Thanks to everyone for sticking with me to the end. In this video I cover all the little things that have to happen before I can finish, as well as the finishing process itself. The bench turned out better than expected and my customer was elated. As always, keep the conversation going below. Thanks for watching! View on YouTube Instagram: https://www.instagram.com/thomaslightleFacebook: https://www.facebook.com/redbarnwoodworking/Twitter: https://twitter.com/tnlightleWebsite: http://w...
No voiceover today. I needed just under 18” to make the top, so I opted to make the panel out of 3 – 6” wide boards. I chose 6” because that is pretty much the maximum capacity of my jointer. I got to use my biscuit joiner for the first time on this project. I got it for a steal on clearance last year and have been waiting to use it ever since. Once I got it dialed in, it was pretty easy to use. The joints lined up perfectly with the biscuits aiding in the alignm...
A lot has to happen between cutting the joinery and gluing the panels. I had to fine tune many of the joints, repair some mistakes, and make some finishing cuts to the legs and arms of the bench. Once that was all done, I could glue up the panels. It is nerve-wracking because you only get one shot. Needless to say I did about 100 dry-fits just to be absolutely certain everything would go together properly. The glue-up went as planned without any hiccups. I had to sand most of the joints...
This is part one of ??? following my build of an oak storage bench. I chose oak because I am trying to match a client’s cabinets. She needed a specific size and functionality, so in this video, I go over my Sketchup model and explain how I plan on building this project.Enjoy! Oak Storage Bench Part One: Introduction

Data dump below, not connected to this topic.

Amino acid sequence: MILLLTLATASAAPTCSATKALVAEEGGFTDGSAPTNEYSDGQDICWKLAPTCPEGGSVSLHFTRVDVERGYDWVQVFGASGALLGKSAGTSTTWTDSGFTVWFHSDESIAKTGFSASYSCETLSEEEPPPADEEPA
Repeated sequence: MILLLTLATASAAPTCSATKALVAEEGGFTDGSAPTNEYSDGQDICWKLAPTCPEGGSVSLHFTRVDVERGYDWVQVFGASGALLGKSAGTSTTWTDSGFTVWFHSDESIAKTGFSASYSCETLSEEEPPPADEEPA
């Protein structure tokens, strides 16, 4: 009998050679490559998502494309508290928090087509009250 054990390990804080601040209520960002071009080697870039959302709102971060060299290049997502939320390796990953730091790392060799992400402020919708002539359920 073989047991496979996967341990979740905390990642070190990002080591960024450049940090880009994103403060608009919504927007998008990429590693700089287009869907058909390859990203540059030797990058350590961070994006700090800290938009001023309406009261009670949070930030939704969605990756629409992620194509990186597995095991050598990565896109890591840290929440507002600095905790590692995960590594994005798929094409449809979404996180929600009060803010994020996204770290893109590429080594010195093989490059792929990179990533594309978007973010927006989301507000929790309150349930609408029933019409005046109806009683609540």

Hi All; This week I was very busy so I didn’t have time for a more traditional project video. I did want to try a new finishing technique I had come across called Hydro-Painting. It involves spray paint and a bucket of water. The resulting box is from one of my first attempts. Take a look and let me know what you think. Thanks, Mike View on YouTube
I spent over a third of my recent life in a small home with a single-car garage. One year for Christmas or my birthday, my wife bought me a set of Simpson Strong-Tie brackets designed by them to be all you needed (metal-wise) to build a shop bench. You got to pick the dimensions and, in part, the layout, but the bench would have a top surface and a shelf. I never got to build it while married to her because she kept filling up the garage with yard-sale junk. I had a narrow path from the g...
Here’s my progress so far on my Traveling Anarchist’s Tool Chest. I got a very good deal on some wide Sapele so I decided to go with that. It’s starting to become one of my favorite woods. It stays dead flat, saws beautifully, and responds to the chisel very well. The interlocked grain, while a bit difficult to plane, I think will prove to be worth the effort in the long run. The crazy widths you can find it in are nice too! For the most part I lifted the dimensions from ...
I am not exactly sure how I pulled this off in 8 days but I have finished up the build portion of the chest and tomorrow will be putting some finish on it. With the speed of the build I didn’t get as many pics as I had hoped but here is a series that picks up where the last entry left off to present. I hope to have this up in the projects section tomorrow sometime :D The lid ended up slightly smaller than the case (I measured once and cut twice so ...
Today was some odds and ends and final assembly of the bridal chest. It’s not complete. I’ve got to get a little more maple to finish off with some moldings around the lid lip and the skirt. The stainless piano hinge is being mounted on the cover..Here you can see the hinge mounted to the chest along with an arm that locks the lid in a 90 degree open position.Also, I’ve made a box with divider out of maple that slides along the top inside of the chest..Here it is slid ove...
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